The coordinator of the NSW container deposit scheme, Exchange for Change, has said there was no data breach in relation to the inadvertent release of invoice data for 16 drinks companies.
Exchange for Change said “no data breach has occurred” during the incident, because “a data breach which, in accordance with the Privacy Act 1988, is an event where personal information is disclosed to third parties and serious harm is likely to occur as a result”.
The organisation said that the information disclosed was limited to company names, invoice dates, invoice numbers and outstanding amounts.
“Due to the nature of the calculation of the invoice amounts including factors such as individual supplier true-ups, advance contributions, and scheme material mixes, the figures contained therein do not provide an accurate reflection of the production of any supplier,” an Exchange for Change spokesperson said.
“The information that was disclosed is therefore not capable of causing significant harm to any entity including that it cannot be used to calculate any entity’s financial position or manufacturing figures nor was any market share or volume data included.”
However affected brewers have responded saying that they consider the release of this sensitive information was a worrying ‘breach’.
“There was definitely a privacy breach on a couple of different levels,” said Dave Padden, owner of Akasha Brewing Company, which was also affected by the data release.
“The emails/letters that were incorrectly sent contained sensitive financial data outlining the monthly dollar amount that was due for that brewery,” he said.
“Whilst not direct volume data, it’s pretty basic mathematics to get a feel for the monthly volumes in NSW. The attachments also contained contact and address details.”
The issue, said brewers, was that the inadvertent release of the data opened up worrying possibilities about the use of data in other areas of the scheme.
“Is this a one-off case or is their potential for more breaches?” asked Padden.
“It really was a basic error to be honest, and does not fill me with confidence that the rest of their systems are bullet proof from a privacy perspective.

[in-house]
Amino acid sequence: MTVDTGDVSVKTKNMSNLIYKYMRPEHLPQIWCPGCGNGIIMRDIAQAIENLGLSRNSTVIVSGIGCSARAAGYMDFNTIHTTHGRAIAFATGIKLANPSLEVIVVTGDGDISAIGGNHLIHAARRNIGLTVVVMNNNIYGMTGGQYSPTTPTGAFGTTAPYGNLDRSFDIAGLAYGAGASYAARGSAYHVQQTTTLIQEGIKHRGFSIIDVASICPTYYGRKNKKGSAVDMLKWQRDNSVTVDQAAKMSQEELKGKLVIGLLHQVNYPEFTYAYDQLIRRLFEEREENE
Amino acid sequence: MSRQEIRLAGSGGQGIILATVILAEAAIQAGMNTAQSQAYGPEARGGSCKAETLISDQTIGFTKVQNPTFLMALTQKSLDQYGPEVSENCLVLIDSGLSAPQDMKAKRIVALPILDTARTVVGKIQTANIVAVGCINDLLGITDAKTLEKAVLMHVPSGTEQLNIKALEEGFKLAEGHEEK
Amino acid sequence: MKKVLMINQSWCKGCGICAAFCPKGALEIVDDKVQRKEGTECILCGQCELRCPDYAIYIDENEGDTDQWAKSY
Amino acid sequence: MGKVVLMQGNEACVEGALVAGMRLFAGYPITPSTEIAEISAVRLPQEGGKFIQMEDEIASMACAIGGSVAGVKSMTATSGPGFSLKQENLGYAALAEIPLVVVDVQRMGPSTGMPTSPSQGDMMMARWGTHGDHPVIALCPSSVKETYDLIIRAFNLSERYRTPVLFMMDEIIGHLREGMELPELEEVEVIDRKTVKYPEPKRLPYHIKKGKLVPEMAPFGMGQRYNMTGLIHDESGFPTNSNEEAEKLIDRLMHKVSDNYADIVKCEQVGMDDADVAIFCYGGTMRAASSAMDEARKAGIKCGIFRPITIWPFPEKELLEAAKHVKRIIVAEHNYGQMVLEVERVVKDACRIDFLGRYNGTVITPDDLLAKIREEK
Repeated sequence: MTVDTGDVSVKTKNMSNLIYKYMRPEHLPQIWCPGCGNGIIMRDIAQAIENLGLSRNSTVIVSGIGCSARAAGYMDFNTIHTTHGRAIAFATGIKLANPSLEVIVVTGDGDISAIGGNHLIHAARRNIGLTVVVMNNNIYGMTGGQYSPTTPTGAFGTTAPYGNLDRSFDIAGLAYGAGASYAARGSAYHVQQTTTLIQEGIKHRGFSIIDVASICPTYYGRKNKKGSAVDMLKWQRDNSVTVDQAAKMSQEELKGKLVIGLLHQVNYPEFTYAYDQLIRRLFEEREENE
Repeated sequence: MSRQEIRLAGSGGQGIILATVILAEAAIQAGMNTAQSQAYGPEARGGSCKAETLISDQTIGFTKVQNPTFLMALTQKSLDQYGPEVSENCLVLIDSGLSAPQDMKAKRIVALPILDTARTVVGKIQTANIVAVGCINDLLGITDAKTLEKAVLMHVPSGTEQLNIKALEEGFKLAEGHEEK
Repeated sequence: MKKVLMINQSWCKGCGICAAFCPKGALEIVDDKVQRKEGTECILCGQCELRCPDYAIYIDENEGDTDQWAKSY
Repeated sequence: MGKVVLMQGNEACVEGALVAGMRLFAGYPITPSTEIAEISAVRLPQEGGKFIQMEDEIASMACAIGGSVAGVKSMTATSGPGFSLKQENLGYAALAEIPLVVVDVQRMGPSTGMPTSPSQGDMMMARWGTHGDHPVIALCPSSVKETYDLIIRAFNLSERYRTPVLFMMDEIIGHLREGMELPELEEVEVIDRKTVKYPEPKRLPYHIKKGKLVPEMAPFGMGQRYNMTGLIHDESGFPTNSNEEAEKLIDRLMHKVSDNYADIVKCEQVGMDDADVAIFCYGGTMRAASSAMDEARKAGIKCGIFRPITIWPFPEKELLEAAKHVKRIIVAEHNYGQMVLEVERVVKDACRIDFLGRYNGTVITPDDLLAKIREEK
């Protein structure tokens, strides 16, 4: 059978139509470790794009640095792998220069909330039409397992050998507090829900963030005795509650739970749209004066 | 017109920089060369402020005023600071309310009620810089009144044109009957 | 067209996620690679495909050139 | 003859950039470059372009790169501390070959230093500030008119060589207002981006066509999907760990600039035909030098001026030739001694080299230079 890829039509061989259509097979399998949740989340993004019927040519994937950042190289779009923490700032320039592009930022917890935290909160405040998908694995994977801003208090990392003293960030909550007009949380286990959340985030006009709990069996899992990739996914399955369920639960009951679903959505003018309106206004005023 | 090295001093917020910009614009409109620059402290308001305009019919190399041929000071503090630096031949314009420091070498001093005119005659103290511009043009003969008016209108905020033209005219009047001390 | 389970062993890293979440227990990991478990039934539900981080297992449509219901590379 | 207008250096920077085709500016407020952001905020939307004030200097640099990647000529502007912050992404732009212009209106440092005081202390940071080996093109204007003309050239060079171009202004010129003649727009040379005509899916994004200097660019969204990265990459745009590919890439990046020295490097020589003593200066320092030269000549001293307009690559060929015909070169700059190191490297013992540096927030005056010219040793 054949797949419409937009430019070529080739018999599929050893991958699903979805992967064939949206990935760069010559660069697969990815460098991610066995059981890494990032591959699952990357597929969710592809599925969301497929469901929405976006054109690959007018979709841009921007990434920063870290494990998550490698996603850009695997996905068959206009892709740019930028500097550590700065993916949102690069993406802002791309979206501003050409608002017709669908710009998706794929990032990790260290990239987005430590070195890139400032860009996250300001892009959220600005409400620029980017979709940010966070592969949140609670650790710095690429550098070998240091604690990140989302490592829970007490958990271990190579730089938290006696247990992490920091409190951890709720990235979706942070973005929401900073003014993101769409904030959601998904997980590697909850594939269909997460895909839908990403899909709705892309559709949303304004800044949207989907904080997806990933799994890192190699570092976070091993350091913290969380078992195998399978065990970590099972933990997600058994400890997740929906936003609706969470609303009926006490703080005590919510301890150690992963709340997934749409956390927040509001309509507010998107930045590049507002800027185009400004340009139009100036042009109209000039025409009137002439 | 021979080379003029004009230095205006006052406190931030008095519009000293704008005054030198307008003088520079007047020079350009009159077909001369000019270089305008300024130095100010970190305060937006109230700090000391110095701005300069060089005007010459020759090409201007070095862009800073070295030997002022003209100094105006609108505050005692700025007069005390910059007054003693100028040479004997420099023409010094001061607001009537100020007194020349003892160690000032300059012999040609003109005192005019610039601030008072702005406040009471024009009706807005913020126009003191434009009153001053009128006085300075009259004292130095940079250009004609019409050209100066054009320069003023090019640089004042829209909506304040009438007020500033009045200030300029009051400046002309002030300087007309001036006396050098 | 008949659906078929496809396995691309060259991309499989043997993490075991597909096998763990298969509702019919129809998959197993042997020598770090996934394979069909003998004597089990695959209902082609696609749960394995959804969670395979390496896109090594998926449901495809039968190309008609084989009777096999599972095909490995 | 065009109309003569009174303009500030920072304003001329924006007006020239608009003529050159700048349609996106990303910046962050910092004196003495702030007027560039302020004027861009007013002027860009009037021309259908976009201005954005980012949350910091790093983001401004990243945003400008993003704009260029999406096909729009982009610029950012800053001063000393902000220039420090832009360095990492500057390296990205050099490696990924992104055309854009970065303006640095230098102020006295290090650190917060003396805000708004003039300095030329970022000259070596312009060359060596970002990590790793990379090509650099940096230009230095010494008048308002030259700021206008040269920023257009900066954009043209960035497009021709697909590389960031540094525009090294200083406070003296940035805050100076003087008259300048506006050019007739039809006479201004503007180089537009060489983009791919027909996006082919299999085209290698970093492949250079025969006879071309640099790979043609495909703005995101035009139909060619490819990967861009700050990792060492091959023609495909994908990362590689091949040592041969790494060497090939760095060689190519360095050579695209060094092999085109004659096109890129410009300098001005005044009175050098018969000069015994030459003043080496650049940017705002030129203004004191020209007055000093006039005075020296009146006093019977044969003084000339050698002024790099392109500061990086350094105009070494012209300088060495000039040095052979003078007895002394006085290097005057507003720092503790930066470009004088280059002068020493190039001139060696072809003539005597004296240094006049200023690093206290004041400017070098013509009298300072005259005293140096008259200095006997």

“I’m concerned from both an internal and external perspective considering the scheme is run by Asahi, CUB, CCA, Coopers and Lion.”
A spokesperson for another drinks company affected by the accidental disclosure, who asked not to be identified, said that it was “disappointing that a scheme that has already been under heavy fire and scrutiny has a data breach”.
“Even more disappointing is that not myself, nor our lead of this department internally received any communication from the scheme administrator of what happened, what the impact is, and what they are doing to close it off. Contrast this to the communication strategy of private companies that have data breaches,” the source said, despite Exchange for Change advising Brews News the issue had been ‘rectified’.
Exchange for Change did email recipients after the release apologising for the “inconvenience”.
The accidental data release comes as brewers have been advised by Exchange for Change that their fees for containers would be increasing as part of “NSW CDS summer pricing”.
Under the “new and simplified approach”, brewers were advised that pricing will be fixed per container by material type.
As an example of the changes, advance contribution pricing in November and prior was set at 10.31 cents per aluminium container. It is being increased to 16.5 cents in December 2019, then down to 15 cents in January invoices.
Glass contribution pricing will be increased from 11.8 cents per container to 16 cents in December, and 17.25 cents from January.
Exchange for Change said that compared to last year, volumes supplied for the same period were similar, however it was “experiencing higher redemption rates leading into the summer period”.
It expects ‘record’ redemptions in January and February – invoiced in advance in December and January.
“Redemption rates are expected to reach 80% overall during these months with glass and aluminium expected to be closer to 100% of the volume supplied in the same month,” a spokesperson for Exchange for Change said.
“Supplier contributions are billed in advance to cover the cost of the scheme including the management, administration and operations.
“The higher pricing is driven by the increased redemption rates relative to supply by material type. The scheme operating costs include the 10c refund paid to consumers, the network operator processing fees per unit by material type and claims paid to material recovery facility operators.
“The new supplier contribution approach is specifically designed to remove price volatility and provide certainty with fixed pricing per material type. Further details explaining the transition to the new approach will be communicated mid-November.”